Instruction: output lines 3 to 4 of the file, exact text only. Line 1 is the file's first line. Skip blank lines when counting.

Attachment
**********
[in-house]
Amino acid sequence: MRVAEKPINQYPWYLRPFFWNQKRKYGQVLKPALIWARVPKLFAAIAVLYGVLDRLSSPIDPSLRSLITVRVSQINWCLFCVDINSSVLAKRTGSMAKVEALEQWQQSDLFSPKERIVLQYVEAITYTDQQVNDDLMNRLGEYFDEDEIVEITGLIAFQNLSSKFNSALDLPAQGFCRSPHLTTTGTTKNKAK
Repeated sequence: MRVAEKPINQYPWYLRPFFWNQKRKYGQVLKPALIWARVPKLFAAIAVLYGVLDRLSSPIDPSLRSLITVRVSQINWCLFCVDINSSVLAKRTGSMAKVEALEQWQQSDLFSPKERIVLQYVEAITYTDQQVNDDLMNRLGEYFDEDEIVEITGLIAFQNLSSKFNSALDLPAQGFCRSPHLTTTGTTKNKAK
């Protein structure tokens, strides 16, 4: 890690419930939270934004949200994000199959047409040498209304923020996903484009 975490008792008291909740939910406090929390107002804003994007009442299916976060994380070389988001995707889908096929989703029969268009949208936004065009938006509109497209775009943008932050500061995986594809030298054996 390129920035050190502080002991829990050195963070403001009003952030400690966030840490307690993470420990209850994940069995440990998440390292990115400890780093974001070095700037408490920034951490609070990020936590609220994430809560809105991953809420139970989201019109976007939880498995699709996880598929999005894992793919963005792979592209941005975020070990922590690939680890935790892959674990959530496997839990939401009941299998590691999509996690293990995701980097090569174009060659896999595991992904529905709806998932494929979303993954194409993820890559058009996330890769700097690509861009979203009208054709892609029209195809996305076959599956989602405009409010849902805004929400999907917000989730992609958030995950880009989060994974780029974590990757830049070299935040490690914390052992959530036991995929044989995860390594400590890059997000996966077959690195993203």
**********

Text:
Repeated sequence: MRVAEKPINQYPWYLRPFFWNQKRKYGQVLKPALIWARVPKLFAAIAVLYGVLDRLSSPIDPSLRSLITVRVSQINWCLFCVDINSSVLAKRTGSMAKVEALEQWQQSDLFSPKERIVLQYVEAITYTDQQVNDDLMNRLGEYFDEDEIVEITGLIAFQNLSSKFNSALDLPAQGFCRSPHLTTTGTTKNKAK
């Protein structure tokens, strides 16, 4: 890690419930939270934004949200994000199959047409040498209304923020996903484009 975490008792008291909740939910406090929390107002804003994007009442299916976060994380070389988001995707889908096929989703029969268009949208936004065009938006509109497209775009943008932050500061995986594809030298054996 390129920035050190502080002991829990050195963070403001009003952030400690966030840490307690993470420990209850994940069995440990998440390292990115400890780093974001070095700037408490920034951490609070990020936590609220994430809560809105991953809420139970989201019109976007939880498995699709996880598929999005894992793919963005792979592209941005975020070990922590690939680890935790892959674990959530496997839990939401009941299998590691999509996690293990995701980097090569174009060659896999595991992904529905709806998932494929979303993954194409993820890559058009996330890769700097690509861009979203009208054709892609029209195809996305076959599956989602405009409010849902805004929400999907917000989730992609958030995950880009989060994974780029974590990757830049070299935040490690914390052992959530036991995929044989995860390594400590890059997000996966077959690195993203």